Thursday, March 01, 2018

He "sings" like a pig caught under the farm gate

Yesterday was “the day”, the one we mark on the calendar and look forward to with trepidation and fear. Yesterday was booster shot and annual exam day for 'the boys’. The moment the crates are brought down from their perches in the closets the boys’ devil-may-care attitudes vanish and they slither like two furred snakes under the beds.

I drop a big towel in each crate, along with a generous tablespoon of catnip. They may not do any good, from the cats’ point of view, but they make me feel better. Of course we can’t just open the crate doors and issue invitations. But fortunately our boys tend to panic and run from bed to bed, and thus can be scooped up during a transit.

In turn each one’s crate is stood on end. Hobbes has to be put in head first, Smokey back feet first. Doors secured, crates loaded on the cart, winter layers on, pocketbook in hand, trusty cane in hand and we are ready for our driver, Gail. While we wait for her to arrive, Hobbes begins to warm-up for the performance, because Hobbes is not *just* the quirky orange tabby who loves strawberry yogurt, steals plastic bags and destroys cardboard boxes, Hobbes is a Felis silvestris catus with ambitions. 

Hobbes resting after his performance 
Hobbes wants to go on the musical stage, and not just to sing in Jubilee Auditorium productions of “Cats” or “The Lion King”. Hobbes aspires to sing on the stages of the Great Opera Houses of the World; The Metropolitan, Vienna Staatsoper, La Scala Milan, The Liceu in Barcelona, Teatro di San Carlo, The Royal Opera House in London. I could go on, but you get the drift.

For this trip, as far as I could determine, he chose as his performance piece an intensely dramatic aria from Verdi’s 'Otello', loosely translated as “God, how could you?”. Verdi used Shakespeare's tale of Othello as his libretto, so of course you know the story; the insecure older man, an African general, marries the young and beautiful blonde Desdemona, who is devoted to him. But his wicked, jealous and bigoted second-in-command, Iago, manages to convince Otello that his wife is unfaithful. Otello, heartbroken and maddened by grief, kills her, and then himself. But just before he dies he realizes he has been tricked and kills Iago as well.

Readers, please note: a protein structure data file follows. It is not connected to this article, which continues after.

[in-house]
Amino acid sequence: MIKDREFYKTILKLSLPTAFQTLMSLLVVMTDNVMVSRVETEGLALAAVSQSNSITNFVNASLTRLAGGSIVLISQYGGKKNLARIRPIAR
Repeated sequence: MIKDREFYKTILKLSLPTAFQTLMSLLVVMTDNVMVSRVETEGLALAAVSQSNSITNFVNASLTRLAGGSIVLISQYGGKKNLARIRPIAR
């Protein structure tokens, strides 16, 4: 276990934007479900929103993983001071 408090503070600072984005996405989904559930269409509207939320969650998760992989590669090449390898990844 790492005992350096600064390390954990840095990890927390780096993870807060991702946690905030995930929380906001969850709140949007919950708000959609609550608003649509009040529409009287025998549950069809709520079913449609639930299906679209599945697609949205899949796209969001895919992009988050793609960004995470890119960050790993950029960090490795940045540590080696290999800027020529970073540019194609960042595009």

You may see Placido Domingo’s incredible performance of this piece, taken from the film produced and directed by Franco Zeffirelli, here, though the audio seems to have been tampered with and Domingo's magnificent tenor has been dropped into a decidedly baritone range. Still gorgeous.

Sadly Hobbes has yet to attain Domingo’s command of melody or tempo or… to have exhibited any musical talent whatsoever, and as a result his interpretation lost a good deal in execution. However, if enthusiasm counts he cannot be faulted. He went into full throttle when our front door opened and his performance continued unabated until his crate door was opened at the vet’s. How so many decibels can emerge from a 6.5 kilo (14 pound) cat is a mystery to everyone who hears him.

Once out of the crate and on the exam table he was the proverbial pussy cat, docile and friendly, never even flinched when he got his needle. And he was eager and delighted to get back in his crate for the ride home. He sang a less onerous aria on the way back, possibly something from Gilbert and Sullivan’s ‘HMS Pinafore’.

Smokey is not a G&S fan and grumbled at him the entire way home. There were sharp words between them afterwards. But Smokey was fine with the ride. As long as Smokey can see I’m in the car he’s chill. Smokey’s outing was extraordinary for an entirely different reason. Tomorrow, I hope, I’ll have time to write about that.

1 comment: said...

I look forward to the second chapter of your outing.

It is just a weird experience to have two cats in this house who never did much more than bitch out a bad toy or chirp at each other in a private blood line sibling language.